When this is a choice, let’s make a choice to include pleasure in our day to day struggles with chronic illness. 

Getting some sand between my toes! 





10 thoughts on “Chronic Illness and Pleasure Scarcity

  1. I totally feel this. There are days when I just… can’t… even. And I feel bad. The dishes need to be done and I just don’t freaking want to. I want to sit, or read a book, or something for me. And why, even with a chronic condition, is me on the bottom of my list of things to care about?

    Liked by 1 person

    1. “And why, even with a chronic condition, is me on the bottom of my list of things to care about?” Yes! This! Thank you. 🙂 I’ve been thinking about how much I do to “recover” and how easy it is to lose a sense of myself in this work.


  2. Let’s not forget the frustration of wanting to do cetain activities that involve others who are capable of, and wanting to do more than we are able. It’s a pain in the ass to back out of or modify planned activities because we can’t keep up.

    Liked by 1 person

  3. I don’t have Lyme disease, but I do live with depression and have terrible allergies. Managing life is exhausting. Then taking that moment for myself and feeling guilty during it pretty much negates it, because there’s always another load of laundry that can be done. Dusting. Making appointments. Getting the child dressed, fed, teeth & hair brushed, and teaching her how to be a decent human being. Trying to have a relationship with my spouse. And it’s summer, and I’m not even working right now.

    I’ve read your blog a few times before, and I am always struck by how hard it is to manage invisible illnesses and how much we have in common. Thank you.

    Liked by 1 person

  4. This. This is how I have felt…but I’ve never exactly figured out how to put into words. This is an elegant rendering of the guilt so many with chronic illnesses–mental or physical–we deal with every day. For the most part I now deal with mental illness, but in the past I suffered from frequent (and severe) migraines. No one knew why, and for the moment all I could do was take my medication and lie in a dark room (or go to the hospital, if things got really unbearable). I was in university at the time, in my first year, and missing classes, lacking energy to do homework, and being hopelessly unable to maintain a steady social life, made my experience one of isolation and guilt. I might have one day in five where I had the physical energy to accomplish anything, so naturally I spent it cleaning and doing homework. I did not think to spend it relaxing, performing basic self-care, catching up with friends, or even treating myself to my favourite foods. Instead, I internalized society’s insistence on productivity above all else. As another commenter said, society tends to teach us to place ourselves at the very bottom of the priority list–and that’s the quickest way to ensure we are as unproductive, miserable, and downtrodden as possible. I find society’s general attitude even harder to deal with when coping with mental illness, which is hard to see but just as crushing. Whether you’re in bed with a migraine or a serious bout of depression should not matter: what matters is that you are confined to your bed. Yet, even those closest to me treat the two differently, giving me unfailing support when I have migraines and showing doubtful disappointment when depression is the culprit.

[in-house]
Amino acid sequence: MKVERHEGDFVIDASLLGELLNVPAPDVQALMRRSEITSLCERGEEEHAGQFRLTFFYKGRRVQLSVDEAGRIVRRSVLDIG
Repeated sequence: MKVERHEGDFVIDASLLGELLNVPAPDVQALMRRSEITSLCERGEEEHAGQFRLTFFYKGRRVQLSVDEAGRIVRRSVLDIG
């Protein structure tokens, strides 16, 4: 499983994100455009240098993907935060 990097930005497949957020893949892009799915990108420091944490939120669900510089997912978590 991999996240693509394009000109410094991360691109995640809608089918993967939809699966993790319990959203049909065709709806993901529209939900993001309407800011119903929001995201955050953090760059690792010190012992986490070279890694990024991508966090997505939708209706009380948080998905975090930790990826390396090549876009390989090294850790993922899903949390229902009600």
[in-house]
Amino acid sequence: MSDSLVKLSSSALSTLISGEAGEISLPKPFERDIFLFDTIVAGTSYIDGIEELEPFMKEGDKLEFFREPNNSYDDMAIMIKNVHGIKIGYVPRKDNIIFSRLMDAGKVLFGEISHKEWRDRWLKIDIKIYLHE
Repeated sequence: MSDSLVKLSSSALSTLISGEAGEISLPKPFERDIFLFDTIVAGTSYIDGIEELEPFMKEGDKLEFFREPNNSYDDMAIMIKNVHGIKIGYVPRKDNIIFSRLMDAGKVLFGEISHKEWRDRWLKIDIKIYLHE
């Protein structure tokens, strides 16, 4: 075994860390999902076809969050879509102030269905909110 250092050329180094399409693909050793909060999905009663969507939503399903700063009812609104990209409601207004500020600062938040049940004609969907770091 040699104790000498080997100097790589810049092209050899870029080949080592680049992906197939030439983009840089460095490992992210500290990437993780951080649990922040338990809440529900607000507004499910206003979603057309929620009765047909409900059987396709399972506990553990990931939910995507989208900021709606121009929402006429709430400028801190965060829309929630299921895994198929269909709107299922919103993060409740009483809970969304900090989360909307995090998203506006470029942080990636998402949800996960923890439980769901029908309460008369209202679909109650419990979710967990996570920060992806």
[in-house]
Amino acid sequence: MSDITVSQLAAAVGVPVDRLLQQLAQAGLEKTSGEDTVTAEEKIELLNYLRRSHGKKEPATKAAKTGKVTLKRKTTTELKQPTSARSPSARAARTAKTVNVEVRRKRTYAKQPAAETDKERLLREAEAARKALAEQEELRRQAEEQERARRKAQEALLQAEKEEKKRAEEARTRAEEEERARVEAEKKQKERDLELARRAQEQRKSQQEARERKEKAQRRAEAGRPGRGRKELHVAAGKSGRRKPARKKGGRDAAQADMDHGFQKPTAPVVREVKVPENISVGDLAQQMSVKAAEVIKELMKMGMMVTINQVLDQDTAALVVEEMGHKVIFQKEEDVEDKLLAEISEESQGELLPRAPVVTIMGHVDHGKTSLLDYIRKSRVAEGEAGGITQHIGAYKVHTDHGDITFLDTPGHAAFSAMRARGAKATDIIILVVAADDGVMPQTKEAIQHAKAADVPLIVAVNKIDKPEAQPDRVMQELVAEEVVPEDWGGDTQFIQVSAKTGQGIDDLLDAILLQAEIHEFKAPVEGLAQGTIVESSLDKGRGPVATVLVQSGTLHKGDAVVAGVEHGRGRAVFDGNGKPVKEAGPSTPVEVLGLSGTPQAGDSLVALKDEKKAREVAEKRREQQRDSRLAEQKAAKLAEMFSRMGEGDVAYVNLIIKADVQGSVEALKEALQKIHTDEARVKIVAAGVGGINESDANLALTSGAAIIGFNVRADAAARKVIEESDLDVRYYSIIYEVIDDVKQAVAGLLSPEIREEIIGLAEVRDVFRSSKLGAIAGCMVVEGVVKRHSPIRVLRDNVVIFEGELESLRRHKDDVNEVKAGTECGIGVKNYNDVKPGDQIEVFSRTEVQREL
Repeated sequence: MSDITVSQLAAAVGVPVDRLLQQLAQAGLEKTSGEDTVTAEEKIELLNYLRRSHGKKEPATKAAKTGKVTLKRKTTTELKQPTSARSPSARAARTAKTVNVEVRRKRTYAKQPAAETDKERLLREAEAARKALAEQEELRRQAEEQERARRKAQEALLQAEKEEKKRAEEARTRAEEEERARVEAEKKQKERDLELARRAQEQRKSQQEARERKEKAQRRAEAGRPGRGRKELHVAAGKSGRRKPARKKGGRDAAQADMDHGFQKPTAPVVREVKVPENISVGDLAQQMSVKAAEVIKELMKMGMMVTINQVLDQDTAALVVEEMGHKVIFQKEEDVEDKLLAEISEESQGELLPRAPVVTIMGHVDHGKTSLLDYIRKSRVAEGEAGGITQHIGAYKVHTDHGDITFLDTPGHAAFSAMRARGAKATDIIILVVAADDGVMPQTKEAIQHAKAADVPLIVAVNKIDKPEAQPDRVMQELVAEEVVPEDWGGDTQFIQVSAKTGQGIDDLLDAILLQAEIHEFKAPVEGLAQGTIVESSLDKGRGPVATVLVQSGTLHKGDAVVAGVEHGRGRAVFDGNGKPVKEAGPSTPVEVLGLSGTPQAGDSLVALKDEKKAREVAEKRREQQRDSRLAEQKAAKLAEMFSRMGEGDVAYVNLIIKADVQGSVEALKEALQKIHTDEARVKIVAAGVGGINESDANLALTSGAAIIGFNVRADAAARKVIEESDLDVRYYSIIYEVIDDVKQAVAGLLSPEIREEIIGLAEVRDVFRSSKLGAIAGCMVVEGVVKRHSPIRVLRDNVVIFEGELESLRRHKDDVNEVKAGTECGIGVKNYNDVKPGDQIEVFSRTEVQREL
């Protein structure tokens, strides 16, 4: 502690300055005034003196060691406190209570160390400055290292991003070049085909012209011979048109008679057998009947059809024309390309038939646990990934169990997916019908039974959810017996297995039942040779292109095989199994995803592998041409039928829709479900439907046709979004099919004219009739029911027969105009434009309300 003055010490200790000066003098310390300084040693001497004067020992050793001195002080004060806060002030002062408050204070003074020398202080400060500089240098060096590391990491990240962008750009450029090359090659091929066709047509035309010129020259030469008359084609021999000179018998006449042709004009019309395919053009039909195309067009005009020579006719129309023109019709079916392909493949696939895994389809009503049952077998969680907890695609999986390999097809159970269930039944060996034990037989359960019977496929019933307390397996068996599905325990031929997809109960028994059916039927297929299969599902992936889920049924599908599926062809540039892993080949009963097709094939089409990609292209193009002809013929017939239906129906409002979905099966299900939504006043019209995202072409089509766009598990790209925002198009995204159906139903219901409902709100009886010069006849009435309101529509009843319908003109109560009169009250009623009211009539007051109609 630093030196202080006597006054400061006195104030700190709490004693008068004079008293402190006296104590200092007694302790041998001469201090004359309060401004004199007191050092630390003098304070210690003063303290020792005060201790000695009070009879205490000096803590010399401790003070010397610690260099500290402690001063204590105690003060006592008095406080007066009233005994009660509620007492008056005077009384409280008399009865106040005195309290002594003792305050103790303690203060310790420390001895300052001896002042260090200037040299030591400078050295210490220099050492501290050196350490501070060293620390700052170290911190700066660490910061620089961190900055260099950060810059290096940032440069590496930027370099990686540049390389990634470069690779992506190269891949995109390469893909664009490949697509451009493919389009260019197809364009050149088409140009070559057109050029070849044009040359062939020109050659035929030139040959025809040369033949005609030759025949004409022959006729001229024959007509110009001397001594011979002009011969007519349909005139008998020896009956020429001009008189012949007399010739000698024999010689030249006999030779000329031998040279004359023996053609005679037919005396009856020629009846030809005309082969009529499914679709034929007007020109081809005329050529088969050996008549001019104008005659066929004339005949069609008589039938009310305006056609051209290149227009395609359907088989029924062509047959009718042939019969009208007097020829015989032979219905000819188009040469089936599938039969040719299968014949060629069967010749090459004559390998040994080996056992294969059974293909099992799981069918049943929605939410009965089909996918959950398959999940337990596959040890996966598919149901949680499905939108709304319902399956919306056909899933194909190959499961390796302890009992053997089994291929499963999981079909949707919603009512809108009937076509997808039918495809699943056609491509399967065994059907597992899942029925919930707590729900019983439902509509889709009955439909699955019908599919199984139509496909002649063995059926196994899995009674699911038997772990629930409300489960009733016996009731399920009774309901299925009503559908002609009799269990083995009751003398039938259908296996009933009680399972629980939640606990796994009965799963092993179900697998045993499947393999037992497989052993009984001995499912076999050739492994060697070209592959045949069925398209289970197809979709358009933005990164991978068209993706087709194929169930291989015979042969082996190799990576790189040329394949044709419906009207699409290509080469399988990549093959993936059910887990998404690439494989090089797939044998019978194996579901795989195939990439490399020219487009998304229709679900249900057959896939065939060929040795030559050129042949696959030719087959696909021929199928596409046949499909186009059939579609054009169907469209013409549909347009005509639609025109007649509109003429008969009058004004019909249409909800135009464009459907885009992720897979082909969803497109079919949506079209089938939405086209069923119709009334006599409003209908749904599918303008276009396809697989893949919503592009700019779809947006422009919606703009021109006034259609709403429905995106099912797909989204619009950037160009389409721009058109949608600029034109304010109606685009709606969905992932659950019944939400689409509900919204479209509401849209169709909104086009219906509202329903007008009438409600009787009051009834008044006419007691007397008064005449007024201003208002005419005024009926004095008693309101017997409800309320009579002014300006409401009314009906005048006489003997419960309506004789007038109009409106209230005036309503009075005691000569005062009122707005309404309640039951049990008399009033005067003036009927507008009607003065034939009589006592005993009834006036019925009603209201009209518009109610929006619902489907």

Thank you for writing this. I will share it widely in the hopes that family, friends, and strangers will understand us better.

    Liked by 1 person

  5. Considering how much my life has changed since my back surgeries, and how much more responsibility is now on my wife’s shoulders, I feel guilty when I try to do things that I enjoy, because so much of what I used to do has to be done by others, to make up for my failures. It’s difficult to justify taking time to do things for me.